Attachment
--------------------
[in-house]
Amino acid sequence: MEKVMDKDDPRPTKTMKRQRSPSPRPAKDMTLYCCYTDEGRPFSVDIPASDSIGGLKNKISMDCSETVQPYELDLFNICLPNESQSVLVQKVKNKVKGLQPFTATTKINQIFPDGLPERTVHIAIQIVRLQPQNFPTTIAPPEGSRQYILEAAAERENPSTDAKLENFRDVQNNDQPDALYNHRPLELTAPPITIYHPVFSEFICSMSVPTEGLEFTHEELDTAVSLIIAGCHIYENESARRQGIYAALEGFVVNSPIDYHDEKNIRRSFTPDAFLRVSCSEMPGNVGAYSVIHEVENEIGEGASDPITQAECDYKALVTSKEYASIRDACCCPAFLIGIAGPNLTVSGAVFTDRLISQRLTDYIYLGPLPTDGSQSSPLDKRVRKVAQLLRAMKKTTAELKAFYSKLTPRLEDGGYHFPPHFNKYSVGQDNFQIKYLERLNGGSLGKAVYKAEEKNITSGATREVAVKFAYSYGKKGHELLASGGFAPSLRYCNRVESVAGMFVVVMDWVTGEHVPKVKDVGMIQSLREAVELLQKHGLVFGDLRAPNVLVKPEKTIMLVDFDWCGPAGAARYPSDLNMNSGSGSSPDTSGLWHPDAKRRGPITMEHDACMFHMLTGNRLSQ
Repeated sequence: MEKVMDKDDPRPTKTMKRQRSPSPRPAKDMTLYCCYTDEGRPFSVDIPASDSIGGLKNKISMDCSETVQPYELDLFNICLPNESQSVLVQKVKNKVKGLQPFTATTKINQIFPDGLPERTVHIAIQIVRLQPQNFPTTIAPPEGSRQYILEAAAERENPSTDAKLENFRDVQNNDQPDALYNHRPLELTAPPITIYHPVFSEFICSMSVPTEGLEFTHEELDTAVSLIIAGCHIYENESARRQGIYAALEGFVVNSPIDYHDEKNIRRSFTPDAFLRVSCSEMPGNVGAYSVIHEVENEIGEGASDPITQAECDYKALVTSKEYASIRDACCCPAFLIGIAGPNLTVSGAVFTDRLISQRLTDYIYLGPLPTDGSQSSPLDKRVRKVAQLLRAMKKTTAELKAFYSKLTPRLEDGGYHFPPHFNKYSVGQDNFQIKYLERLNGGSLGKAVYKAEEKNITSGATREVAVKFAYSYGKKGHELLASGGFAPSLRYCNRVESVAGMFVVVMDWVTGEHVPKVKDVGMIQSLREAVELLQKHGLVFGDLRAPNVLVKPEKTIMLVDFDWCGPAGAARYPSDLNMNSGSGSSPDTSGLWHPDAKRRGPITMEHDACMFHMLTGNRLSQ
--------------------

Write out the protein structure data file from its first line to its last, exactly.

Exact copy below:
[in-house]
Amino acid sequence: MEKVMDKDDPRPTKTMKRQRSPSPRPAKDMTLYCCYTDEGRPFSVDIPASDSIGGLKNKISMDCSETVQPYELDLFNICLPNESQSVLVQKVKNKVKGLQPFTATTKINQIFPDGLPERTVHIAIQIVRLQPQNFPTTIAPPEGSRQYILEAAAERENPSTDAKLENFRDVQNNDQPDALYNHRPLELTAPPITIYHPVFSEFICSMSVPTEGLEFTHEELDTAVSLIIAGCHIYENESARRQGIYAALEGFVVNSPIDYHDEKNIRRSFTPDAFLRVSCSEMPGNVGAYSVIHEVENEIGEGASDPITQAECDYKALVTSKEYASIRDACCCPAFLIGIAGPNLTVSGAVFTDRLISQRLTDYIYLGPLPTDGSQSSPLDKRVRKVAQLLRAMKKTTAELKAFYSKLTPRLEDGGYHFPPHFNKYSVGQDNFQIKYLERLNGGSLGKAVYKAEEKNITSGATREVAVKFAYSYGKKGHELLASGGFAPSLRYCNRVESVAGMFVVVMDWVTGEHVPKVKDVGMIQSLREAVELLQKHGLVFGDLRAPNVLVKPEKTIMLVDFDWCGPAGAARYPSDLNMNSGSGSSPDTSGLWHPDAKRRGPITMEHDACMFHMLTGNRLSQ
Repeated sequence: MEKVMDKDDPRPTKTMKRQRSPSPRPAKDMTLYCCYTDEGRPFSVDIPASDSIGGLKNKISMDCSETVQPYELDLFNICLPNESQSVLVQKVKNKVKGLQPFTATTKINQIFPDGLPERTVHIAIQIVRLQPQNFPTTIAPPEGSRQYILEAAAERENPSTDAKLENFRDVQNNDQPDALYNHRPLELTAPPITIYHPVFSEFICSMSVPTEGLEFTHEELDTAVSLIIAGCHIYENESARRQGIYAALEGFVVNSPIDYHDEKNIRRSFTPDAFLRVSCSEMPGNVGAYSVIHEVENEIGEGASDPITQAECDYKALVTSKEYASIRDACCCPAFLIGIAGPNLTVSGAVFTDRLISQRLTDYIYLGPLPTDGSQSSPLDKRVRKVAQLLRAMKKTTAELKAFYSKLTPRLEDGGYHFPPHFNKYSVGQDNFQIKYLERLNGGSLGKAVYKAEEKNITSGATREVAVKFAYSYGKKGHELLASGGFAPSLRYCNRVESVAGMFVVVMDWVTGEHVPKVKDVGMIQSLREAVELLQKHGLVFGDLRAPNVLVKPEKTIMLVDFDWCGPAGAARYPSDLNMNSGSGSSPDTSGLWHPDAKRRGPITMEHDACMFHMLTGNRLSQ